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Why small businesses need to get serious about information security

by ​David Levine
It seems that many small businesses have a “bigger fish to fry” mentality concerning information security.

Small and midsize businesses (SMBs) tend to think they’re safe from data security threats because hackers and digital criminals surely must have more to gain from targeting large firms, financial institutions and corporations.

Unfortunately, they couldn’t be more wrong. In fact, small and midsize businesses are quickly becoming hackers’ favorite targets — precisely because SMBs believe they’re not in any danger.

​Small and midsize businesses are quickly becoming hackers’ favorite targets — precisely because SMBs believe they’re not in any danger.

SMBs unprepared

In a way, “small” business is a misnomer. SMBs account for half of GDP1 in the U.S., and nearly 60 percent of GDP in many European and Asian nations. And the customer information and financial data they possess and process is just as vital and valuable as it is in any large organization. The customer that has their data exposed isn’t going to care how large the breached company was.

Yet, according to a white paper2 by the cyber security firm FireEye, assets possessed by SMBs are startlingly vulnerable:

  • 60 percent of SMBs don’t consider cyber attacks a big risk
  • More than 40 percent3 lack a sufficient IT security budget
  • A mere 36 percent4 have data security policies

There is a combination here of wishful thinking and practical limitations. On the one hand, SMBs tell themselves a harmful breach won’t likely happen to them. On the other, even if they do respect the danger, they don’t have the resources to mount an adequate defense.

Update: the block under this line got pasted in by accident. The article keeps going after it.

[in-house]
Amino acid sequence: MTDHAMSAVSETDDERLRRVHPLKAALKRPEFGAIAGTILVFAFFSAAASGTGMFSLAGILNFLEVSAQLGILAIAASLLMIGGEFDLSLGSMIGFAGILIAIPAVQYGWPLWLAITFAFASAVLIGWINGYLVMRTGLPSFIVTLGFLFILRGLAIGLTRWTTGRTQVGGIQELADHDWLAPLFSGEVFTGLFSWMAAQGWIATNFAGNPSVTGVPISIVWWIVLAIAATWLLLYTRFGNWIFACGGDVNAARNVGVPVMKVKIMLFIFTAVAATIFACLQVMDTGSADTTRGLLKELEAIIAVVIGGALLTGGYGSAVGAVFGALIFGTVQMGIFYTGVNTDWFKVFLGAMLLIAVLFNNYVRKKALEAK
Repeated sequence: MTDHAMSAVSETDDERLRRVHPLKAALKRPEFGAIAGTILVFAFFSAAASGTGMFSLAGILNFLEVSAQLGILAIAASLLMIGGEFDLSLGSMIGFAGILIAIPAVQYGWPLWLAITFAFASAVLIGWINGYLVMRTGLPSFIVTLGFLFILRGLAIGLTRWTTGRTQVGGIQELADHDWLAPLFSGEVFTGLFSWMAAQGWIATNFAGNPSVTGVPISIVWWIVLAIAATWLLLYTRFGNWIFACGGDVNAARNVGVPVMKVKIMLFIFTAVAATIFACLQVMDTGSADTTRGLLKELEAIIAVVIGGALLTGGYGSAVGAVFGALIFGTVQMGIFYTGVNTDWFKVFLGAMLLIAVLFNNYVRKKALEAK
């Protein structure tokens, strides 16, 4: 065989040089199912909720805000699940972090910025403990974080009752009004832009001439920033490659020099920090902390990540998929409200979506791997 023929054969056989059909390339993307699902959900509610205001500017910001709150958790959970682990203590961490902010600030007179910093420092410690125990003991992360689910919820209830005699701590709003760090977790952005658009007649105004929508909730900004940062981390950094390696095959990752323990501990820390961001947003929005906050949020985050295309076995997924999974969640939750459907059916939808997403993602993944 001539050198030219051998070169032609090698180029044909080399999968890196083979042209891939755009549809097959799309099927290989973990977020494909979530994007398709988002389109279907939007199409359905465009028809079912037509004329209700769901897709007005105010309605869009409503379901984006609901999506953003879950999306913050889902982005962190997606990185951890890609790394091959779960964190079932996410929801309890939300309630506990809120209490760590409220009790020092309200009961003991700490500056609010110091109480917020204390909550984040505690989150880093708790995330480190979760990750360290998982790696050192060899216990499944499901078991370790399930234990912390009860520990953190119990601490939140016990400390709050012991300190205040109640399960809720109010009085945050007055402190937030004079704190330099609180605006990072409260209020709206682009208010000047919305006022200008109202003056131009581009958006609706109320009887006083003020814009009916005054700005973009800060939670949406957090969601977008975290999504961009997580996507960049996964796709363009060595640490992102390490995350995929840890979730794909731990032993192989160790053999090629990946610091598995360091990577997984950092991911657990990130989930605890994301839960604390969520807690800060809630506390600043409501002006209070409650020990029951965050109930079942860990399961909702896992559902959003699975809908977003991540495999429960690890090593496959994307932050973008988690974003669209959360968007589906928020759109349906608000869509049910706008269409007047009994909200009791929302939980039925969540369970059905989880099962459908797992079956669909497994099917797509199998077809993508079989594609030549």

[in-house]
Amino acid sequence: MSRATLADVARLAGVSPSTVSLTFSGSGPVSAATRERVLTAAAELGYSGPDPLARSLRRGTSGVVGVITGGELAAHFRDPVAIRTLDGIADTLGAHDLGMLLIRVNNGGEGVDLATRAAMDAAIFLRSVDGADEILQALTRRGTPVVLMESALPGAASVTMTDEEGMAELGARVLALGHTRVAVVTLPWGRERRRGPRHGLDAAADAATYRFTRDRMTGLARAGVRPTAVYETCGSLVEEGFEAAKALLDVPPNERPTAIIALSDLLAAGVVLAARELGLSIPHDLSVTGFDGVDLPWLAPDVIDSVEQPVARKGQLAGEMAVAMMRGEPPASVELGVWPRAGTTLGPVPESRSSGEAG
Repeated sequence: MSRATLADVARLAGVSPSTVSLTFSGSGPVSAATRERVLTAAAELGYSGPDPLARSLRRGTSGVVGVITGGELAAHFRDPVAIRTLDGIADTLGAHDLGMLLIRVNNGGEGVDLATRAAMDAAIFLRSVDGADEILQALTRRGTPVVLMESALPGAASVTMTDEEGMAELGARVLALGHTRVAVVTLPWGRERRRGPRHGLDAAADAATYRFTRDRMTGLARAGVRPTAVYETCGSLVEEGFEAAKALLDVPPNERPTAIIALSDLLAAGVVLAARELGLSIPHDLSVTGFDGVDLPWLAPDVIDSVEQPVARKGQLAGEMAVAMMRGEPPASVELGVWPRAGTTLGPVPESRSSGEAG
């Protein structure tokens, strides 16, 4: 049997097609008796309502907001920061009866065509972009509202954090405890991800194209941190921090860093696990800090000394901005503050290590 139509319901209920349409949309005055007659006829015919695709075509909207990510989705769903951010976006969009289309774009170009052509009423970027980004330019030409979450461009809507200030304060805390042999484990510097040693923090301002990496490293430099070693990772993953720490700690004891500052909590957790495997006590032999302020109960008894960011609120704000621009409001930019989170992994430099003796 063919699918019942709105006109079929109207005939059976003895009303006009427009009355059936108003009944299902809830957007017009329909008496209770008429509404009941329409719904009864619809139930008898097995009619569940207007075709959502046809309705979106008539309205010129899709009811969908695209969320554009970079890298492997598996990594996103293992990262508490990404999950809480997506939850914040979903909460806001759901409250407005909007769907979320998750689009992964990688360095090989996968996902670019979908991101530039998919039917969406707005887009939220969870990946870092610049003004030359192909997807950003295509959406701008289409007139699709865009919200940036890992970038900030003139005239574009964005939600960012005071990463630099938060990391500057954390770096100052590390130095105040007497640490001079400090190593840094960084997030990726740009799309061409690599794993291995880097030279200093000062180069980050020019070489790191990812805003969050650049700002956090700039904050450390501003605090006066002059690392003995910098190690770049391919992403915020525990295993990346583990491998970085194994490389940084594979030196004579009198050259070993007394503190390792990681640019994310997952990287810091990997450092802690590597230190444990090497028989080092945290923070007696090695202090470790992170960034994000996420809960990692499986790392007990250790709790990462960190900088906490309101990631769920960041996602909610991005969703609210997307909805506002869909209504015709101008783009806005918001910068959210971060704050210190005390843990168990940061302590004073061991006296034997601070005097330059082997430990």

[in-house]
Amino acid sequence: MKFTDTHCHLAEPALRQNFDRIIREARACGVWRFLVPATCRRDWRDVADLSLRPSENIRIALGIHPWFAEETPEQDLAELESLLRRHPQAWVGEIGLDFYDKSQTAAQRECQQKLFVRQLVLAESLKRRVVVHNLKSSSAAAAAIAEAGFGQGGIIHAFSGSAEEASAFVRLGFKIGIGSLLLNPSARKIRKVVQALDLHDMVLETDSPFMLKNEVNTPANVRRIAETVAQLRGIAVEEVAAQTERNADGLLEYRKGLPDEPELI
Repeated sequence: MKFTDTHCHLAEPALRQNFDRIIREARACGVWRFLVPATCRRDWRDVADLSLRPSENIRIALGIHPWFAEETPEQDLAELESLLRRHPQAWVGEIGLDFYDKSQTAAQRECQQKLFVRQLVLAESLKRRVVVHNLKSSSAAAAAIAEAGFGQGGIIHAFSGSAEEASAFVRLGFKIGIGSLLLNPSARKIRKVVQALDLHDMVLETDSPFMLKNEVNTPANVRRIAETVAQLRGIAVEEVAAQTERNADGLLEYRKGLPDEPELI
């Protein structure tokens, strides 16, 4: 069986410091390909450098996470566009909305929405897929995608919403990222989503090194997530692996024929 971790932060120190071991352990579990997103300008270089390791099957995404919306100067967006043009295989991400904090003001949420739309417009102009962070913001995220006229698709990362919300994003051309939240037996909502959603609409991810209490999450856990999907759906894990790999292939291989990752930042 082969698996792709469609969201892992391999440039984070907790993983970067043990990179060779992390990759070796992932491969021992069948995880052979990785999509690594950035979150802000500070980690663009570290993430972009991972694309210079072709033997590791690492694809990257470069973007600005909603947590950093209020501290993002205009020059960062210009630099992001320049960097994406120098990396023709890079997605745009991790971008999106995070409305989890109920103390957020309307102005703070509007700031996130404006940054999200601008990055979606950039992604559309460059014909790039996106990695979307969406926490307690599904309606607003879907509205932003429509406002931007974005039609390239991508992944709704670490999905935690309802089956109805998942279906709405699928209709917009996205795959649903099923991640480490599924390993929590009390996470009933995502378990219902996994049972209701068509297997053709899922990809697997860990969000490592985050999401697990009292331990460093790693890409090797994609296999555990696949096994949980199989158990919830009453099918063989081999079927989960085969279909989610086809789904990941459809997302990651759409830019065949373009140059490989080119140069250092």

As FireEye says, “Small and midsize businesses are facing the same cyber threats as large enterprises, but have a fraction of the budget to deal with them.” At a small company, IT duties might fall to someone whose primary role is something entirely different; that person ends up handling the company’s tech because, well, someone has to. Even when there is a dedicated IT staff, it can be just one or two people, charged with everything from fixing the faulty Wi-Fi to keeping all company software up to date to making strategic plans for the company’s data foundation. And with a massive to-do list like that, defending against data-stealing robots and unseen criminals on the other side of the world may not seem like a top priority. Not to mention the skill set required — large companies have a difficult enough time finding and retaining top-notch security resources, let alone an SMB.

This is the situation cyber criminals are keen to exploit. Global digital security firm Symantec reports5 that 31 percent of the victims of cyber attacks in 2012 were businesses with fewer than 250 employees — triple the number of attacks on SMBs in the previous year.

The writing is on the wall: If they rely on wishful thinking or meager protection, small and midsize businesses simply will remain unsecure and prime targets.


Partners can help